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Thu, 16 Dec 2010
Christmas is coming the snow is on it's way, please do some shopping for the old ones around your way. xxx

Icicle ElfPASTIMES 4 U IN SELIGOR'S CASTLE

ANOTHER WINTER SNAP IS DUE ON THE 17TH DECEMBER, HERE ARE SOME FANTASTIC IDEA'S TO HELP KEEP THE FURRY AND FEATHERED FRIENDS WELL HEATED FROM THE INSIDE. I HAVE STILL THE COCONUT SHELLS SOMEWHERE ON THE PASTIMES 4U, HERE AND AT DREAMLAND. BUT THESE WHICH CAME FROM THE VERYBERRYHANDMADE SITE ARE VERY GOOD AND I DO BELIEVE EASIER FOR THE LITTLEST ONES TO HELP WITH.

MAGPIES, JACKDAWS AND ROOKS, ALSO JAYS LOVE POTATO SKINS AND VEG PEEL BOILED, AND PLACED ON THEIR OWN snowflakeTABLE. I AM LUCKY TO HAVE A VERY BIG BACK GARDEN AND LARGEFRONT ONE AND I HAVE SEVEN BIRD TABLES, AND I HAVE NO IDEA WHERE MY HUSBAND, PETER HAS OTHER THINGS SET UP.

TODAY ALL THREE OF MY LOCAL BUZZARDS CAME TO THE DEEP BACK, THEY USUALLY COME TO SEE IF THE FOXES HAVE LEFT ANY MEAT, BUT SADLY, I DO THINK THEY MAY TAKE THE OCCASIONAL SQUIRREL IF THERE ISN'T AYTHING TO THEIR LIKING..

SquigI HAVE A LOT OF GREY SQUIRRELS SO I MAKE PEANUT HOLDERS SPECIALLY FOR THEM WITH SOME OF THE COCONUT FLESH, IT DOES HELP KEEP THEM AWAY FROM ALL THE LITTLE BIRDS.

http://veryberryhandmade.wordpress.com/

Birdy Treats

DSCF0700If you visit here regularly then you might have guessed that we are quite keen on our beautiful garden birds.  At this time of year we make really sure to top up our feeders regularly, and we put water in their little bath every day – which was even more necessary than usual in recent freezing weather! The birds reward us, like all the best dinner party guests, by sharing their company and entertaining us.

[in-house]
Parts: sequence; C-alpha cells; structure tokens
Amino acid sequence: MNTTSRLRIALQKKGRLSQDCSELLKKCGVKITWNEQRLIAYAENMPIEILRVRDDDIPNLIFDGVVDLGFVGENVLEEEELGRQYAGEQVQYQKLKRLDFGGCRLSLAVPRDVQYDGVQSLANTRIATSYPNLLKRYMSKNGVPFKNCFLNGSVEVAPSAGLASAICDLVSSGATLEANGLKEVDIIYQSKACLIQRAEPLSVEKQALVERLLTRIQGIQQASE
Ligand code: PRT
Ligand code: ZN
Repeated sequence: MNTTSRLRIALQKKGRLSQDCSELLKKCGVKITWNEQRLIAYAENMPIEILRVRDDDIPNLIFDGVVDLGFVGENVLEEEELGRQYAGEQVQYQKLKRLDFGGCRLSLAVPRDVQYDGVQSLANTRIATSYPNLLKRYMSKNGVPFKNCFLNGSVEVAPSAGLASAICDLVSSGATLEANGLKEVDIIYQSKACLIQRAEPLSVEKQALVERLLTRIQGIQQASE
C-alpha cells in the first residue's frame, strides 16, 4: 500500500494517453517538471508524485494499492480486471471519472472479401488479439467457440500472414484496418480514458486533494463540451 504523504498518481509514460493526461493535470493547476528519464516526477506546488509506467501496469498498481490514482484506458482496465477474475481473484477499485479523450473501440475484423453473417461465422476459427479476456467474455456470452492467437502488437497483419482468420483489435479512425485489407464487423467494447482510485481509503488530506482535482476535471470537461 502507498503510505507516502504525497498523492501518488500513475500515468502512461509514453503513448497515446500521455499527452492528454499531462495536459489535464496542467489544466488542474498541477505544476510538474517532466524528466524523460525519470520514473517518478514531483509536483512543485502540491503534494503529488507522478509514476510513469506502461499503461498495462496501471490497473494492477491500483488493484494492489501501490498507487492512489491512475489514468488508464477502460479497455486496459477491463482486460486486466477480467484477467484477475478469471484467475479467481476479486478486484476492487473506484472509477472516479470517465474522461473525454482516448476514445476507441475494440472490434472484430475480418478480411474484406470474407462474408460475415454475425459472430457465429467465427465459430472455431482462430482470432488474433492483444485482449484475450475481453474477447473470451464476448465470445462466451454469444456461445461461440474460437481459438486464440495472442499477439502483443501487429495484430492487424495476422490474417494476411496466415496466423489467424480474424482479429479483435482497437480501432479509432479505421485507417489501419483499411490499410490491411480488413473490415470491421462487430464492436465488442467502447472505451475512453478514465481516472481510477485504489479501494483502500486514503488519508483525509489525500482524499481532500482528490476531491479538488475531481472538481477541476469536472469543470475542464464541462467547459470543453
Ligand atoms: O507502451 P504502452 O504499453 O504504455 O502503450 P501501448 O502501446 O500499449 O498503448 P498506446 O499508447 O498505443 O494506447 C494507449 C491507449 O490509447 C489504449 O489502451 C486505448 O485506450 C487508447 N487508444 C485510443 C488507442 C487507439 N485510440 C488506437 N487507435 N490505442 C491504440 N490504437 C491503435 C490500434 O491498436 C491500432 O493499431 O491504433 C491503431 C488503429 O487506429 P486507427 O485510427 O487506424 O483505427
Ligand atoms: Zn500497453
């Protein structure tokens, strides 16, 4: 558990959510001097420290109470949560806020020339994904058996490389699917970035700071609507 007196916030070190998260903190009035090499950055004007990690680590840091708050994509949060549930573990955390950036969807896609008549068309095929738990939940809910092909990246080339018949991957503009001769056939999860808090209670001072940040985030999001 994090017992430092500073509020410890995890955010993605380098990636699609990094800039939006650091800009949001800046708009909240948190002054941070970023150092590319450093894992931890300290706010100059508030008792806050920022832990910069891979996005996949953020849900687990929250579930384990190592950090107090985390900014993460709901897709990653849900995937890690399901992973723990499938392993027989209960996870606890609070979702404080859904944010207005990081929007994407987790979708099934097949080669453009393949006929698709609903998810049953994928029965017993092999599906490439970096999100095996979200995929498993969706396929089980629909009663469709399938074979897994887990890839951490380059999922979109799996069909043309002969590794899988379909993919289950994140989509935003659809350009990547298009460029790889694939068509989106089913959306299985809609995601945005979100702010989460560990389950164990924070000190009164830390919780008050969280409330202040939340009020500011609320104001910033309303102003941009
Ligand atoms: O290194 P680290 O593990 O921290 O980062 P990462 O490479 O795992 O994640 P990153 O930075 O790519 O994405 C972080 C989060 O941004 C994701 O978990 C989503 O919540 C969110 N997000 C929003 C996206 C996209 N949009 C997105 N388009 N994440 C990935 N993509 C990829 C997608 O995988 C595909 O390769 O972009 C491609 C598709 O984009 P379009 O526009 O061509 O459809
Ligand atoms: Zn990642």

Just now regular visitors to our garden include blue tits, coal tits, robins, blackbirds, wrens, goldfinches, great tits, dunnocks, magpies, wood pigeons, collared doves & long-tailed tits.  It’s only in the last couple of years  or so that we would have been able to identify half of these, but we have learnt a lot, just standing at the kitchen window & grabbing our bird book & we’ve also really enjoyed reading and looking at the pictures in one of our favourite books – Birds Britannica by Richard Mabey. We also try and take pictures sometimes – as you can see from Sandy’s recent attempt to photograph a blue tit.  He’s definitely improving.

There is a brilliant summary of what/what not to feed birds on the RSPB’s website, and as they suggest, at this time of year we like to make suet cakes for our garden visitors..  As you can see from Sandy’s photo, they are much appreciated by the small birds, especially as the larger birds can’t manage to get at them (although they have a very good try!). Here’s how we do it:

Suet Cakes for Birds

Prepare four 3″ plastic plant pots (i.e. plants pots that measure 3″ across the top) by washing them thoroughly, covering the holes in the bottom with a circular piece of foil or greaseproof paper (wax circles for jam making are just the right size!).  Small yogurt pots would work just as well.

DSCF0741